ArtsAutosBooksBusinessEducationEntertainmentFamilyFashionFoodGamesGenderHealthHolidaysHomeHubPagesPersonal FinancePetsPoliticsReligionSportsTechnologyTravel
  • »
  • Games, Toys, and Hobbies»
  • Computer & Video Games»
  • Online Video Games

On The Deck, Free Physics Game

Updated on December 22, 2010
For better free physics games, visit:
For better free physics games, visit: | Source

It is my personal opinion that a web game tutorial should never take more than 60 seconds. Any web game that forces those kind enough to attempt to play it through a protracted tutorial phase risks losing its players through sheer boredom before the game has even begun. On The Deck, a physics game has at least ten, yes, ten tutorials before it even deigns to let you play the game. It may have more, I'm not sure, because the tenth 'tutorial' level is so insanely annoying that I'd rather pluck all my body hair out hair by hair than play this game.

It's a pity, because the concept does seem to have some real potential. The idea of the game is that you can click and drag on various floating craft to tip them one way or the other and in doing so, cause various people, objects, gangsters, ship's cats and mines to fall them where they're supposed to. It's the online equivalent of those little plastic mazes you used to hold in your chubby little hands and tilt around until the colored balls fell in the correct holes as a child.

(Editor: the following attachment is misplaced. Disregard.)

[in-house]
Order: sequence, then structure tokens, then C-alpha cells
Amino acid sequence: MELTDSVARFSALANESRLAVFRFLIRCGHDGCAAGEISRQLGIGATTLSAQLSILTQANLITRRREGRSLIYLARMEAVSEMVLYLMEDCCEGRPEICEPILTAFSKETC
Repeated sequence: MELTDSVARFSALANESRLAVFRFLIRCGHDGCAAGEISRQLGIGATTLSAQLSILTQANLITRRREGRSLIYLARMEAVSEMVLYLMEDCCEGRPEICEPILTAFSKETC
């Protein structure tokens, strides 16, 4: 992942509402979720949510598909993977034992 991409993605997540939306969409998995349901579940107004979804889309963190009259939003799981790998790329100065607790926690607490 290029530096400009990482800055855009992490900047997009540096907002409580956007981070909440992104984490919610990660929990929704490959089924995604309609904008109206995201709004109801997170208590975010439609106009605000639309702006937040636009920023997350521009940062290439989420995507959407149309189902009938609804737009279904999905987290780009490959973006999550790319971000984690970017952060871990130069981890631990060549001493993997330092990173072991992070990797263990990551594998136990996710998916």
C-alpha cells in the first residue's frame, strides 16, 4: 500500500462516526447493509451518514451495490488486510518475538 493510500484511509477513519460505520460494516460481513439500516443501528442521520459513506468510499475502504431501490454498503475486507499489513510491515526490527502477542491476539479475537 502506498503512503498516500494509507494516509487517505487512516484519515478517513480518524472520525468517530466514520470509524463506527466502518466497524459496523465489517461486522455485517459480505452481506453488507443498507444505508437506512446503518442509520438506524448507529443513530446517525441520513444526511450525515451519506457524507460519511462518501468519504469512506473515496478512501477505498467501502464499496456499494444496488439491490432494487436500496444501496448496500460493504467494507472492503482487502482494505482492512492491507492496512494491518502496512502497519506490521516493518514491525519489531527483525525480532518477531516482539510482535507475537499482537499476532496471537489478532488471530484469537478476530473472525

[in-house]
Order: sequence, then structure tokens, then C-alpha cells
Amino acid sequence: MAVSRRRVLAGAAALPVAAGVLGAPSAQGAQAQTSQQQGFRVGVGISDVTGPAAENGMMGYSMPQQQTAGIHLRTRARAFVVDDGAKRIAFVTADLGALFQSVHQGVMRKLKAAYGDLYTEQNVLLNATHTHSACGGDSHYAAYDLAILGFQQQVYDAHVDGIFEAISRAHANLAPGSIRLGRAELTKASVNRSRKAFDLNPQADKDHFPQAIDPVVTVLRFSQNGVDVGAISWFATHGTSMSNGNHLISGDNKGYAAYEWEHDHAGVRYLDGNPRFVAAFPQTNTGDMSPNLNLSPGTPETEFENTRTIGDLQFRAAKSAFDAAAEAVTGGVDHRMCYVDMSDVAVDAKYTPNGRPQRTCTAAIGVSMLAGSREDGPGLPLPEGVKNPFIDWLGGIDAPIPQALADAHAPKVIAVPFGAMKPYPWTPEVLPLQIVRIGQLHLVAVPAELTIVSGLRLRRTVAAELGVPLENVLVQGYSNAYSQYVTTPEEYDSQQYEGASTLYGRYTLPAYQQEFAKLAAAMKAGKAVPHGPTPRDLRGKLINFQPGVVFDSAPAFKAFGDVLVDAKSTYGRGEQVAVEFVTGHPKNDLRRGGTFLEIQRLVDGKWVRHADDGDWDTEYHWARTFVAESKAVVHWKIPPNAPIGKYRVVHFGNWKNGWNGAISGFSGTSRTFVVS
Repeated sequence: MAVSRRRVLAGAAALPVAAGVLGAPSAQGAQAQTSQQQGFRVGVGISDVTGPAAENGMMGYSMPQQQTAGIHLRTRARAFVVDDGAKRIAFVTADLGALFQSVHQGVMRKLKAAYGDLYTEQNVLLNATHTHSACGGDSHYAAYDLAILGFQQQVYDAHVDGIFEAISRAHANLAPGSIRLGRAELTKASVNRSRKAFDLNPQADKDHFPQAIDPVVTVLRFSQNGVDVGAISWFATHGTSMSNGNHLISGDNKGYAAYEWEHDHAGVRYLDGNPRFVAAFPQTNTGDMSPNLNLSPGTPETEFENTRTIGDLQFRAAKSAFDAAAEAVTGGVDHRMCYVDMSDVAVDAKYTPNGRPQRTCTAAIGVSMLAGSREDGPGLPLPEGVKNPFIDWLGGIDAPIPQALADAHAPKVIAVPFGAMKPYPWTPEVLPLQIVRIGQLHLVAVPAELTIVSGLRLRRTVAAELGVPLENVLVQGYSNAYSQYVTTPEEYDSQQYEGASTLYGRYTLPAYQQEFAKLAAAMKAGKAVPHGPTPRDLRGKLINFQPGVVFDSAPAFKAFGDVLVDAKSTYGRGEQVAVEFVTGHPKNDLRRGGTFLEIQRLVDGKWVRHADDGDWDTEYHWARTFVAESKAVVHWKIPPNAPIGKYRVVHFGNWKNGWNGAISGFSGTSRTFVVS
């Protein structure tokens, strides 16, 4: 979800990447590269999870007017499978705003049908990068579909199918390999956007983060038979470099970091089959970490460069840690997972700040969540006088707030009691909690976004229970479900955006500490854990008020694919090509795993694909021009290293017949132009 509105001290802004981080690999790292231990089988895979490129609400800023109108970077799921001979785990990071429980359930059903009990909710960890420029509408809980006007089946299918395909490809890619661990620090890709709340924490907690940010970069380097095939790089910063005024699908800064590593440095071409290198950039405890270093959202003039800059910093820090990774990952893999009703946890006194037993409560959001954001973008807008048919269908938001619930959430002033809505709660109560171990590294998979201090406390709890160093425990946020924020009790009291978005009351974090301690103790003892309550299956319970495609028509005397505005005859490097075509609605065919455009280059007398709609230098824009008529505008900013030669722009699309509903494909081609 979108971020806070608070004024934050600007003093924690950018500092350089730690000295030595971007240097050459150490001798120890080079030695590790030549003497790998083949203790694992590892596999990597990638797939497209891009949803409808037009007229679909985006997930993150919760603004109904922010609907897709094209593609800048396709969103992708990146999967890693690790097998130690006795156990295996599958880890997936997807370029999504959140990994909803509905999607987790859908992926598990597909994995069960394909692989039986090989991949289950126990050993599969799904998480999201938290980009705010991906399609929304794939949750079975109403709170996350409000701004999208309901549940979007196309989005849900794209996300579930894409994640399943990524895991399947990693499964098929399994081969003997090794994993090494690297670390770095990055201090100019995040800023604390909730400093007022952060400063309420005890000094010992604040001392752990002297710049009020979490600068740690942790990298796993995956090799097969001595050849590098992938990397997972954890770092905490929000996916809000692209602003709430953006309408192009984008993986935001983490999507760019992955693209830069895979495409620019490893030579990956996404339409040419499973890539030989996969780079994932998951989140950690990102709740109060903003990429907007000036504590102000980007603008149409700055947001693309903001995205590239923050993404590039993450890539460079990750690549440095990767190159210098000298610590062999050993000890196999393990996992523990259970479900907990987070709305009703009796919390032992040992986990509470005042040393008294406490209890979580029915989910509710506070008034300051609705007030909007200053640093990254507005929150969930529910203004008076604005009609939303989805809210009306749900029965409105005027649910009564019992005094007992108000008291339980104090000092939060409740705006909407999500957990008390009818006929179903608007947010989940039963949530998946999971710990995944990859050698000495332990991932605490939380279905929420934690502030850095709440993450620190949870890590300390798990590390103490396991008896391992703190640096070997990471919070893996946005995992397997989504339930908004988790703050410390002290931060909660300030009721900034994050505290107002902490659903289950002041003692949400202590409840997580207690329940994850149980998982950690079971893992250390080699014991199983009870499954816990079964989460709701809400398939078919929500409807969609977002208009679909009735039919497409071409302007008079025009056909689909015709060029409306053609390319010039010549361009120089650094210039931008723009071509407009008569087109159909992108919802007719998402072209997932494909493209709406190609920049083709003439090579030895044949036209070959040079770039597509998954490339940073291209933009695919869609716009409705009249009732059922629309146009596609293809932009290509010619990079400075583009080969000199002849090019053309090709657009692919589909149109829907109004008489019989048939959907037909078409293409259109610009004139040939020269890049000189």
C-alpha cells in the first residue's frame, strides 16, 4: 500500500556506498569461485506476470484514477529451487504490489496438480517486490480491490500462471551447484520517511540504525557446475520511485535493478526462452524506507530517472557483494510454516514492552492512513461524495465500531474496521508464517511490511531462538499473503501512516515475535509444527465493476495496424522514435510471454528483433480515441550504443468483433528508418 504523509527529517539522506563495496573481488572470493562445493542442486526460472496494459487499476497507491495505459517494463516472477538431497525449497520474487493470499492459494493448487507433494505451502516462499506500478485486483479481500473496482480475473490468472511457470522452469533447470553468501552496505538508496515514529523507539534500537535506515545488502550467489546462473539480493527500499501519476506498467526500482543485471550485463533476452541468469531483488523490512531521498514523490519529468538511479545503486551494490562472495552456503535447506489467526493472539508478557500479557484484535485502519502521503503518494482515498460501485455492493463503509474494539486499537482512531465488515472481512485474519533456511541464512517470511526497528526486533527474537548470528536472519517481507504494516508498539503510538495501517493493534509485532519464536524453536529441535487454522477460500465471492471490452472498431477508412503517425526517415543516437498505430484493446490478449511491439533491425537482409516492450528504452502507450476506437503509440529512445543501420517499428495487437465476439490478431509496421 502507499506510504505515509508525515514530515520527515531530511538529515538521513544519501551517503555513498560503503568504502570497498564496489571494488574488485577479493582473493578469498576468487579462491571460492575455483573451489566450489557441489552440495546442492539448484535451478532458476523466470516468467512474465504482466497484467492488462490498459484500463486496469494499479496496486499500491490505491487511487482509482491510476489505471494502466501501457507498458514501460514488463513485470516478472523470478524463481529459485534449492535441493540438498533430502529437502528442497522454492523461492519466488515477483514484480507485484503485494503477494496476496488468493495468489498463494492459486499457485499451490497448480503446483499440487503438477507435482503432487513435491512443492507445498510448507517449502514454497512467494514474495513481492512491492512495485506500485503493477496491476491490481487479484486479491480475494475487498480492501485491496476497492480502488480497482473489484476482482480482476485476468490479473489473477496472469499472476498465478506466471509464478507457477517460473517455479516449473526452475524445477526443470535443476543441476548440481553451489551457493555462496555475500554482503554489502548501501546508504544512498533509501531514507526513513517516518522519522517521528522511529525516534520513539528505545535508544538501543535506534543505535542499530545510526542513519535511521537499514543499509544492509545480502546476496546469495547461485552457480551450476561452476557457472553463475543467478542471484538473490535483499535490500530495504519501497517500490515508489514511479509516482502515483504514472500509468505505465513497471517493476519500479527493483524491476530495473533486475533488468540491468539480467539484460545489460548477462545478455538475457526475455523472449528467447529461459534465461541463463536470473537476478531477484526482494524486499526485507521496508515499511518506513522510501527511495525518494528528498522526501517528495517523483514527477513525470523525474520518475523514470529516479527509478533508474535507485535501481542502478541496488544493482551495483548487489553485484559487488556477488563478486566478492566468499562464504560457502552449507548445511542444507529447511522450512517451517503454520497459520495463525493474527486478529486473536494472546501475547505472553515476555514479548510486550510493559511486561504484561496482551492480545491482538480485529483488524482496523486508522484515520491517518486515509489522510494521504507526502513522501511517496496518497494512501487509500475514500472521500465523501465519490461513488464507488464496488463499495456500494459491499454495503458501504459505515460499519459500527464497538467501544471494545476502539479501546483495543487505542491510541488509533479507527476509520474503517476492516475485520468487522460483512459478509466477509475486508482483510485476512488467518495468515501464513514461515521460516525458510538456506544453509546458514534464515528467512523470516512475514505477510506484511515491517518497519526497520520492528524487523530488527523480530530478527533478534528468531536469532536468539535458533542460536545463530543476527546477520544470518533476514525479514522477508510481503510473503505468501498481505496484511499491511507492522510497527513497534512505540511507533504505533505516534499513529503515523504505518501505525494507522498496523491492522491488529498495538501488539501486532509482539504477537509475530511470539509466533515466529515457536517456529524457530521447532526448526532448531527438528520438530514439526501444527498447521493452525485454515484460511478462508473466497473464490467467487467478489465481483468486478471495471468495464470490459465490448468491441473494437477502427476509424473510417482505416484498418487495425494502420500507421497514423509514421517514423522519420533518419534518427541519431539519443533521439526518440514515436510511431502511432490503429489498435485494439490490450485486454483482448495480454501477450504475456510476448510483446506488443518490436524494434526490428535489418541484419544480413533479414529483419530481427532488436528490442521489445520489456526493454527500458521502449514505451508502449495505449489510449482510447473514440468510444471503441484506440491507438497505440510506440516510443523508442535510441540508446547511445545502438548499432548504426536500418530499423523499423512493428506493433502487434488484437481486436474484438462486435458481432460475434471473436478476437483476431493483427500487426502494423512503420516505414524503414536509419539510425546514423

Unfortunately this game appears to be less rewarding than any of those games because the controls are odd in the extreme. Sometimes one is not even sure that one is having any effect at all. On the final 'tutorial' level the ship lists so much that all the people you're supposed to be saving hurl themselves off the top deck and into the ocean below before you really have much of a chance to save them. If you act quickly, you might just be able to toss them off before the waves do.

A certain argument might be made that the game is designed for people who enjoy working with difficult, temperamental physics situations. After all, though the game is hard, its probably not as hard as surviving for ten minutes in frigid Arctic waters, so I suppose that is something in its favor.

Graphically it's an encouraging piece of work. Indeed, if it weren't for the graphics promising something like a well developed, well tested game, one would probably abandon this game long before attempting to play it at all. Indeed, I'm left wondering if this game was ever played by its creator, let alone any beta testers. There are allegedly 58 different levels to play through, but I'm pretty certain that the last 40 of these are probably just full of Communist propaganda and pictures of elves.

Don't bother playing On The Deck


Submit a Comment

No comments yet.